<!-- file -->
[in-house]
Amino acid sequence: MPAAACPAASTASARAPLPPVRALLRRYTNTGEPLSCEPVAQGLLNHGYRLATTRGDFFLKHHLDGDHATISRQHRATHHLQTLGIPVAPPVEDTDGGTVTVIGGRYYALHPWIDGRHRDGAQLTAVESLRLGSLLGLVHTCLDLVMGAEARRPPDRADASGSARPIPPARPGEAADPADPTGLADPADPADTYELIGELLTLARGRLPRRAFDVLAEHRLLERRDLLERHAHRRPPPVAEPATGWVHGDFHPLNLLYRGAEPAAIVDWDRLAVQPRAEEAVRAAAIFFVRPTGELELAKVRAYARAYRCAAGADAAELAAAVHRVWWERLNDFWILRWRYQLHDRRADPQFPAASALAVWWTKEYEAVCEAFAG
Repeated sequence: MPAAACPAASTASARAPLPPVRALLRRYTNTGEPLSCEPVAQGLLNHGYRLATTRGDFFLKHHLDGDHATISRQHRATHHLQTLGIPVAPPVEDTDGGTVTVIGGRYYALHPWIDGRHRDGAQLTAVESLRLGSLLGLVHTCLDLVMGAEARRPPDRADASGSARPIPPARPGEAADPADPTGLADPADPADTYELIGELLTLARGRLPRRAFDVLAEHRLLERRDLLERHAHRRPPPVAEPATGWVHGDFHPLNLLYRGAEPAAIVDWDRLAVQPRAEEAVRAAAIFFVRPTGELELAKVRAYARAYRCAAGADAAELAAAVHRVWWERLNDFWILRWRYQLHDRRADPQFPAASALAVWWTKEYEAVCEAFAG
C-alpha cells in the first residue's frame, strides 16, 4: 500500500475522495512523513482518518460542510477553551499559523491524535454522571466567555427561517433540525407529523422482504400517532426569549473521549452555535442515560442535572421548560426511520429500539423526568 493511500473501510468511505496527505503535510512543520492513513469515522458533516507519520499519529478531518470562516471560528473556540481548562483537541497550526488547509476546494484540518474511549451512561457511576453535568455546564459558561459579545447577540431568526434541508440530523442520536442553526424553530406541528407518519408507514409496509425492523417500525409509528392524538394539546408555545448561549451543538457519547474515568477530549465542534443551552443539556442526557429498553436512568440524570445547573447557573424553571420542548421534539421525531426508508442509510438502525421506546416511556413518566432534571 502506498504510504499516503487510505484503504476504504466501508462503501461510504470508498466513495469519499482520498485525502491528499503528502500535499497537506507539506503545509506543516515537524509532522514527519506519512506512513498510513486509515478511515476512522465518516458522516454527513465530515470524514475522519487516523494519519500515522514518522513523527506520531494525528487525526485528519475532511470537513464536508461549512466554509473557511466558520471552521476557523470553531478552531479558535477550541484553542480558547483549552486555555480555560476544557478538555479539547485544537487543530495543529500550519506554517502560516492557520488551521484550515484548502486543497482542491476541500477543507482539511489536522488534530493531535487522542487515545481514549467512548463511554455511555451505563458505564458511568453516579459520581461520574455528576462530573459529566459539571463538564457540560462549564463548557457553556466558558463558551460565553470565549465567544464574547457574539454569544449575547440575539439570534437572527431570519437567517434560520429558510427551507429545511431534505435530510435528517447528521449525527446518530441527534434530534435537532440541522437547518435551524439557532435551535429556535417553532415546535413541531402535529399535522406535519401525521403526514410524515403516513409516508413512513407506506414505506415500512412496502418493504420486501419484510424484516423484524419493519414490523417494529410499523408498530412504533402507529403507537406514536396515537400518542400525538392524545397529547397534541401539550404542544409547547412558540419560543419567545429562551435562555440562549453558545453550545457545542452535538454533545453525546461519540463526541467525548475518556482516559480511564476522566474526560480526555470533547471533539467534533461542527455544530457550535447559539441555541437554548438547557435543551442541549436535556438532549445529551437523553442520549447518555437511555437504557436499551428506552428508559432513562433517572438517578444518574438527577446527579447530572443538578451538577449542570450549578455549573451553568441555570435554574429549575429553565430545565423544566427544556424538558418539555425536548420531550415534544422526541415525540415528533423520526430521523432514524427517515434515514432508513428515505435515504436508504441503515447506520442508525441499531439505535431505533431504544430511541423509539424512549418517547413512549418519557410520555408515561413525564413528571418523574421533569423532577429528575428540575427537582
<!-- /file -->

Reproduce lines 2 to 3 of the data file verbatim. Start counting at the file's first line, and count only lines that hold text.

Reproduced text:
Amino acid sequence: MPAAACPAASTASARAPLPPVRALLRRYTNTGEPLSCEPVAQGLLNHGYRLATTRGDFFLKHHLDGDHATISRQHRATHHLQTLGIPVAPPVEDTDGGTVTVIGGRYYALHPWIDGRHRDGAQLTAVESLRLGSLLGLVHTCLDLVMGAEARRPPDRADASGSARPIPPARPGEAADPADPTGLADPADPADTYELIGELLTLARGRLPRRAFDVLAEHRLLERRDLLERHAHRRPPPVAEPATGWVHGDFHPLNLLYRGAEPAAIVDWDRLAVQPRAEEAVRAAAIFFVRPTGELELAKVRAYARAYRCAAGADAAELAAAVHRVWWERLNDFWILRWRYQLHDRRADPQFPAASALAVWWTKEYEAVCEAFAG
Repeated sequence: MPAAACPAASTASARAPLPPVRALLRRYTNTGEPLSCEPVAQGLLNHGYRLATTRGDFFLKHHLDGDHATISRQHRATHHLQTLGIPVAPPVEDTDGGTVTVIGGRYYALHPWIDGRHRDGAQLTAVESLRLGSLLGLVHTCLDLVMGAEARRPPDRADASGSARPIPPARPGEAADPADPTGLADPADPADTYELIGELLTLARGRLPRRAFDVLAEHRLLERRDLLERHAHRRPPPVAEPATGWVHGDFHPLNLLYRGAEPAAIVDWDRLAVQPRAEEAVRAAAIFFVRPTGELELAKVRAYARAYRCAAGADAAELAAAVHRVWWERLNDFWILRWRYQLHDRRADPQFPAASALAVWWTKEYEAVCEAFAG